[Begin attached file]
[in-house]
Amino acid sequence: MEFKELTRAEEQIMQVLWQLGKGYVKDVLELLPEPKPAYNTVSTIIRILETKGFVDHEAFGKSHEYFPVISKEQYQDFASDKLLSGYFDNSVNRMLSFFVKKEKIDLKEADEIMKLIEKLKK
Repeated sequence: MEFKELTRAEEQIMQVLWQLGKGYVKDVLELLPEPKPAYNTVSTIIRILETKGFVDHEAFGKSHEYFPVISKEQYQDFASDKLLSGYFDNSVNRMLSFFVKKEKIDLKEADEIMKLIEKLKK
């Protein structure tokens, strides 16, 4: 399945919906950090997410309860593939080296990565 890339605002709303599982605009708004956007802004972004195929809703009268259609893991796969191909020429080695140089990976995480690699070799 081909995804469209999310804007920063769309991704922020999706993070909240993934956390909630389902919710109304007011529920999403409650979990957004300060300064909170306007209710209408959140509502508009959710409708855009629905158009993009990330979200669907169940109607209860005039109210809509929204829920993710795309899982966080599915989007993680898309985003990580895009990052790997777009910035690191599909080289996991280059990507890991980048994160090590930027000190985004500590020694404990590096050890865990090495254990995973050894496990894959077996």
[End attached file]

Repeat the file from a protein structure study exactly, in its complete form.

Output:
[in-house]
Amino acid sequence: MEFKELTRAEEQIMQVLWQLGKGYVKDVLELLPEPKPAYNTVSTIIRILETKGFVDHEAFGKSHEYFPVISKEQYQDFASDKLLSGYFDNSVNRMLSFFVKKEKIDLKEADEIMKLIEKLKK
Repeated sequence: MEFKELTRAEEQIMQVLWQLGKGYVKDVLELLPEPKPAYNTVSTIIRILETKGFVDHEAFGKSHEYFPVISKEQYQDFASDKLLSGYFDNSVNRMLSFFVKKEKIDLKEADEIMKLIEKLKK
């Protein structure tokens, strides 16, 4: 399945919906950090997410309860593939080296990565 890339605002709303599982605009708004956007802004972004195929809703009268259609893991796969191909020429080695140089990976995480690699070799 081909995804469209999310804007920063769309991704922020999706993070909240993934956390909630389902919710109304007011529920999403409650979990957004300060300064909170306007209710209408959140509502508009959710409708855009629905158009993009990330979200669907169940109607209860005039109210809509929204829920993710795309899982966080599915989007993680898309985003990580895009990052790997777009910035690191599909080289996991280059990507890991980048994160090590930027000190985004500590020694404990590096050890865990090495254990995973050894496990894959077996």